I would like to first start off by saying that no, I do not work for Lakewood EMS. Judging by some comments made, it’s unlikely I would meet their strict requirements for working there. In my experience, being completely honest, paid companies seem to have a mosiac of those who are well trained with several years under their belt, and those who are new to the field. For example, I’ve been on the road for 4 short years, and have taken several courses to expand upon my knowledge, as well as worked at 4 different private agencies, and volunteered on a FAS for 3 years.. The agency I work for has several persons who have 5, 10, 15+ years of experience. I’ve seen that kind of work experience go in two different directions. There are those who have allowed it to help them become good EMTs, and those who’ve allowed it to go to their head. I’ve noticed that typically private companies will pair the ‘new guy’ with someone, or two someones in most instances (at least for a week) who has that field experience. It does typically seem to work well, but at the same time, very rarely do those transport agencies see MVAs, for example, where they’re providing care.
I’ve seen it noted that Lakewood has an industrial complex and an airfield, which Lakewood EMS has specifically trained to handle. Looking at the example of Jackson, Jackson holds Six Flags, and a few industrial agencies over on their ‘west’ side of town. QMT, I would hope, requires those who work in that town to have more specialized training with regards to MCIs, HAZMAT awareness/ops, and WMD awareness/ops. I would also sincerely hope that, in the unfortunate event that Lakewood’s leadership does decide to disband LEMS and bring in a private agency, that the private agency would do the extra training needed to prepare their EMTs with the knowledge needed to appropriately care for the people of Lakewood, in the interest of providing exceptional care.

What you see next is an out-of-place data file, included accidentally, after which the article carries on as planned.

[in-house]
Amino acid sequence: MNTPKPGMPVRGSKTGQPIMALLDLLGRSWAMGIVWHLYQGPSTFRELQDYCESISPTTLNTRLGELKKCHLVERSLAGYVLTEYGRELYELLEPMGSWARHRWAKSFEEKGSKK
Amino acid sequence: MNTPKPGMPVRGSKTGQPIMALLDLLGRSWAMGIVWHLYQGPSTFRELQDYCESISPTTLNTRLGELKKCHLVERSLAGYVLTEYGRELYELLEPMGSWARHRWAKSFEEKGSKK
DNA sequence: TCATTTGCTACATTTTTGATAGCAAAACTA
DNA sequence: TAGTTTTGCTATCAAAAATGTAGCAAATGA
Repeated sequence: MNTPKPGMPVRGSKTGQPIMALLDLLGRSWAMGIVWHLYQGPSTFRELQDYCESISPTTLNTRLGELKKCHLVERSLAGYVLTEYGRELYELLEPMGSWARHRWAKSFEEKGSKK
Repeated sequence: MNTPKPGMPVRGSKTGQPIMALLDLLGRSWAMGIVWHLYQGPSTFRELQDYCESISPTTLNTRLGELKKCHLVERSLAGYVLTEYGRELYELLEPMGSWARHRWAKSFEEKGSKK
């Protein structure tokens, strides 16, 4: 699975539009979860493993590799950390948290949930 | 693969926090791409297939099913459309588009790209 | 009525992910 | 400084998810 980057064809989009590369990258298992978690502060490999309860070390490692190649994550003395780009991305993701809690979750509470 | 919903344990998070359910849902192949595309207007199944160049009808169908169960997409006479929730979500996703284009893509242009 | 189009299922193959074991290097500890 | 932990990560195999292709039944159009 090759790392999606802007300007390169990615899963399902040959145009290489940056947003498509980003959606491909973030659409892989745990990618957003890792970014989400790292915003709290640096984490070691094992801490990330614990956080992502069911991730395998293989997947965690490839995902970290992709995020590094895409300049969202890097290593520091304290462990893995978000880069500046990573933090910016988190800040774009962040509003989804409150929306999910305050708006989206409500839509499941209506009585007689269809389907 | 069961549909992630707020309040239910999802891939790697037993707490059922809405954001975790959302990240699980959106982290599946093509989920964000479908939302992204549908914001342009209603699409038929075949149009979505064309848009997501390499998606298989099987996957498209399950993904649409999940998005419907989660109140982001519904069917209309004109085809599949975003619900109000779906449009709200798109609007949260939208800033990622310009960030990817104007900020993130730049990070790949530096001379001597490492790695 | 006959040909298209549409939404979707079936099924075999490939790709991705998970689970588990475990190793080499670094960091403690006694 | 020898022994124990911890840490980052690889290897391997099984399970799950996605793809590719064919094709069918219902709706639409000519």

I see it’s already been clarified that the BASE training for the certification is where everyone is equal in regards to training.
Those who are paramedics on the LEMS trucks that currently serve as the township’s EMS agency do have the benefit of being able to focus on certain things that may be considered more important, that the EMT course may not necessarily cover. I do not know for 100% if that’s the case — I have not yet attended paramedic school.
One piece that I do feel the Mayor may be slightly underexaggerating, though, is how important an intact BLS system in the area is. The BLS is more than the on-scene care and transportation. They perform a lot of the basic stuff, freeing up medic hands for the more advanced stuff (such as IV starts and intubations), and also assist the medics as they’re able to. It’s jokingly said that while the medic saves the pt, the EMT saves the medic. Not to mention, there are those times when paramedics are unavailable. Lakewood’s primary medic unit is MONOC Medic 207, with backups from 205 (out of Brick), 212/214 (out of Toms River), and 211 (out of Lakehurst). Those units also have their own areas to cover, and 207 is responsible for heading out to their areas as well, in addition to also covering Jackson and Howell. Thus, sometimes that ALS just isn’t available. The EMTs on those trucks are then required to perform the best care they can provide all the way to the hospital, and adapt to the changes in the patient’s status. Not to mention that there are several times where the patient needs advanced care, but waiting for paramedics, or going to meet up with paramedics, just doesn’t make sense (I.E. paramedics coming from Toms River with the pt on the stretcher, and KMC being 5 minutes down the road). That’s where the experience does come into play, and the EMTs on the truck are required to make decisions as to treatment and transport.